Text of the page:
Prelude: Where Wild Judea Stretches Far R. S. Stoughton
Introit: (Psalm 66:4) All the earth shall worship Thee: and shall sing unto Thee, o God. They shall sing to Thy Name: O Thou Most Highest. (Psalm
100:1) Make a joyful noise unto God, all ye lands: (Psalm 66:2) sing forth the honor of His Name, make His praise glorious.
Offertory: (Psalm 100:1) Make a joyful noise unto God, all ye lands: (Psalm 66:2) sing forth the honor of His name: (Psalm 66:16) come and hear, all ye that fear God, and I will declare what He hath done for my soul.
Wie schön leuchtet der Morgenstern Andreas Armsdorff
Postlude: Fanfare in D Albert Barkus
The Gospel today (Mark 1:1-11) is the account of John the Baptist preaching in the wilderness and his baptizing Christ in the Jordan. The prelude is a picture in music of the Judean wilderness, composed in 1922 by Roy Spaulding Stoughton (1884-1953), an organist and a banker in Worcester, MA.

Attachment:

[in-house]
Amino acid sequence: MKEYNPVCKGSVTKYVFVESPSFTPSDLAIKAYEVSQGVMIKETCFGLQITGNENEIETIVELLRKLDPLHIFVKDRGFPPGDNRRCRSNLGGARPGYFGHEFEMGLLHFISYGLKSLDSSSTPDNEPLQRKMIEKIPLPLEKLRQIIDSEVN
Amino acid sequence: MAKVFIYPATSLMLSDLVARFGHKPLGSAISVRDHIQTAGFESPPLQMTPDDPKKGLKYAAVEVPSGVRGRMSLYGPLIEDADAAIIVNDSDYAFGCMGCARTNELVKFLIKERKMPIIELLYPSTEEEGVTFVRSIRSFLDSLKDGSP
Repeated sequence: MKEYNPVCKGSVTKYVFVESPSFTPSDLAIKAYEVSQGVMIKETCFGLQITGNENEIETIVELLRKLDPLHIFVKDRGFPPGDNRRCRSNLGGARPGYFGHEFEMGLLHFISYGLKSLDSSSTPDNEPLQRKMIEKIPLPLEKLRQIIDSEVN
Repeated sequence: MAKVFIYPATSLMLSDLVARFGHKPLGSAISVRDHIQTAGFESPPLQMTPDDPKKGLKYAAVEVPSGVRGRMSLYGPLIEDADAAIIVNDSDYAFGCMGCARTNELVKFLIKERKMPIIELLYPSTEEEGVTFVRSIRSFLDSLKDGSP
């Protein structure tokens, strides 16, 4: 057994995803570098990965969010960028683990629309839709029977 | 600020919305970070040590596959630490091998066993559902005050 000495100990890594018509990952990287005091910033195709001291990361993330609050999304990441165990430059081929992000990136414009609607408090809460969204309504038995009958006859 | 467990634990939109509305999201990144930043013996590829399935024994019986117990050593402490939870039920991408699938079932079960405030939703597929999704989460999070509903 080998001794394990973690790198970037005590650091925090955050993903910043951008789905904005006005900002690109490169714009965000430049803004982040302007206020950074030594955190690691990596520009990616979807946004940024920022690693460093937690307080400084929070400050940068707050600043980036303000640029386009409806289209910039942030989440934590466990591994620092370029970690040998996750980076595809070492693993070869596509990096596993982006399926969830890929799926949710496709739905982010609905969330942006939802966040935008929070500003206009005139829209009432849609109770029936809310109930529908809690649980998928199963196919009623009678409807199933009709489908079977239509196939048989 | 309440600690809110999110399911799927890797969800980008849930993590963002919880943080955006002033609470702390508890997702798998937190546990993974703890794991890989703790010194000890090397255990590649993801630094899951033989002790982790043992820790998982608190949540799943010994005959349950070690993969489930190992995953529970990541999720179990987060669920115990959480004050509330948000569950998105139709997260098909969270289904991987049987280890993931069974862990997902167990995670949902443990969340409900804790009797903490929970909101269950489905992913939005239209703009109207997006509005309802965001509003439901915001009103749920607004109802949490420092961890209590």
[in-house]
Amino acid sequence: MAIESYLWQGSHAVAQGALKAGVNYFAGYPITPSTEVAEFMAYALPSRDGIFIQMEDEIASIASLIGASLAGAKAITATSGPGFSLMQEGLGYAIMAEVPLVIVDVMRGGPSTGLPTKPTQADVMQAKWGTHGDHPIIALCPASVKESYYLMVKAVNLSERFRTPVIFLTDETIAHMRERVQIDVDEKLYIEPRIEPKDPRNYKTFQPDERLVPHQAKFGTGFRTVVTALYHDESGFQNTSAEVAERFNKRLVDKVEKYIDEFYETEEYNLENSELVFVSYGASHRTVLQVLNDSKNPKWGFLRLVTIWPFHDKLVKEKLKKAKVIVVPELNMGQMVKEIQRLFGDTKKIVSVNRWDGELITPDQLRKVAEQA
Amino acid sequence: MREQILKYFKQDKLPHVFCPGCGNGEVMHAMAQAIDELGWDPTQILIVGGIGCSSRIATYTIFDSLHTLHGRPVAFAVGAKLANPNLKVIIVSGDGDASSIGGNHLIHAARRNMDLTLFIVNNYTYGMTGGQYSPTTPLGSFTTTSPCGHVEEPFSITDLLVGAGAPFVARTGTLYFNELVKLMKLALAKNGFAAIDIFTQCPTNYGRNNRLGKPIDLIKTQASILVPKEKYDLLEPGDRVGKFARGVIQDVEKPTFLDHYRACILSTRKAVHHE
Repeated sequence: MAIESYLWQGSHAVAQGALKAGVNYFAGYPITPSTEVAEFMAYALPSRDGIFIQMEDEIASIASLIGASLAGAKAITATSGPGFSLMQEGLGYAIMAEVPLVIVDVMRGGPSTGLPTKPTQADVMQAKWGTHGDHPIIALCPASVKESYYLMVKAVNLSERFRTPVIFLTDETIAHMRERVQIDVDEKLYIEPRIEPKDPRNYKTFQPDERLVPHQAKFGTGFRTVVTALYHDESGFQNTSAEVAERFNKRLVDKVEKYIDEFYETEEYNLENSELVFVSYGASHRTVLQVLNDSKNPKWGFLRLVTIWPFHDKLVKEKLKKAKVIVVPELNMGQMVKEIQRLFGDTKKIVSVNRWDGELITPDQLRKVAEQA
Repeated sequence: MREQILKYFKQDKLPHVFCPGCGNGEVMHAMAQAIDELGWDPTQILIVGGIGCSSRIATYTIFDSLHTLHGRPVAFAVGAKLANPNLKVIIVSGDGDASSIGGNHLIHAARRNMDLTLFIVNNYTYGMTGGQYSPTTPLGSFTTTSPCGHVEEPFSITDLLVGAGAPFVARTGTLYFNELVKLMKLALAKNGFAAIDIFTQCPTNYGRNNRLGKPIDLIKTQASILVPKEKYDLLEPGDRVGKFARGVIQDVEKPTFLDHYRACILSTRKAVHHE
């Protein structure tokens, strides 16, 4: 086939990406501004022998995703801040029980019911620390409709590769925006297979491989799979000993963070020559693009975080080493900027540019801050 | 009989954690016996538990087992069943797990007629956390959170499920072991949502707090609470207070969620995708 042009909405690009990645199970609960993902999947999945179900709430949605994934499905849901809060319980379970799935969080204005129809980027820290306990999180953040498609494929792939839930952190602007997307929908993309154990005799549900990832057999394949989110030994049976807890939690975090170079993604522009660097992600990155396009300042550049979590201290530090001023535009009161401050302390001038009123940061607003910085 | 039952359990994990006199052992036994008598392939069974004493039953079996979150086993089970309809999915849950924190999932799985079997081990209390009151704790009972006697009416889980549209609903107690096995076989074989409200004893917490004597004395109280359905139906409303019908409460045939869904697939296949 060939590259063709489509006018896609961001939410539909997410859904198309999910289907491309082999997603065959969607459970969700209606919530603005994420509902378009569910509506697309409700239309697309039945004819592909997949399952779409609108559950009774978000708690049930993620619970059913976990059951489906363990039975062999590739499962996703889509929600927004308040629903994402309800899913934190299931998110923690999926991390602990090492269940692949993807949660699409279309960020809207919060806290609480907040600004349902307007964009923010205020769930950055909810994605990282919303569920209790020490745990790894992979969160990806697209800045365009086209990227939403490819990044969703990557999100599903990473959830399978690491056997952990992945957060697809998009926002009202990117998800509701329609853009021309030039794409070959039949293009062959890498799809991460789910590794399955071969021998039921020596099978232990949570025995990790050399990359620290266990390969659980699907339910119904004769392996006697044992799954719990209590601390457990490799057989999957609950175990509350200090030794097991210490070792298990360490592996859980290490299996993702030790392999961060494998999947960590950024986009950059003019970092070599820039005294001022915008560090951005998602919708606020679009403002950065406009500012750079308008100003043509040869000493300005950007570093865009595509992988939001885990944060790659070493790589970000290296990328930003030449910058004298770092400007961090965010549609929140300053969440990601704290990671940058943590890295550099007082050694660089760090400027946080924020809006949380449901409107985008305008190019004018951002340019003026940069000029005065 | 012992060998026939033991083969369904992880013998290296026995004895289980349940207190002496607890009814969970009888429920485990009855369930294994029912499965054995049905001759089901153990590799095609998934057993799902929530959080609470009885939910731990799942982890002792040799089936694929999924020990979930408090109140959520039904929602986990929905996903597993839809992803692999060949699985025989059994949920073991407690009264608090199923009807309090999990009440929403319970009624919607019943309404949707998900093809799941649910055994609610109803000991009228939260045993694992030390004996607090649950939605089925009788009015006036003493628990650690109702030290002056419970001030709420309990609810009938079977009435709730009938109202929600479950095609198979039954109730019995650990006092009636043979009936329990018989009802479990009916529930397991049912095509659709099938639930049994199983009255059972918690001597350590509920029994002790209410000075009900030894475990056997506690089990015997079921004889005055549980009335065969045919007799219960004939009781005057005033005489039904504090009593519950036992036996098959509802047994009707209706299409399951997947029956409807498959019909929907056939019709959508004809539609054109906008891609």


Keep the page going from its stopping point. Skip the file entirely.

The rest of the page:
“How bright appears the Morning Star” (Hymn 329), known as the “Queen of Chorales,” was written and composed by Philip Nicolai in 1599. The tune is heard in the pedals on a reed accompanied by two flutes (one in each hand) in the chorale prelude by Andreas Armsdorff (1670-1699), organist in Erfurt, Germany.
Albert Barkus (1900-1992), who wrote his fanfare in 1953, was a Fellow of the Royal College of Organists and lived in Reading, England.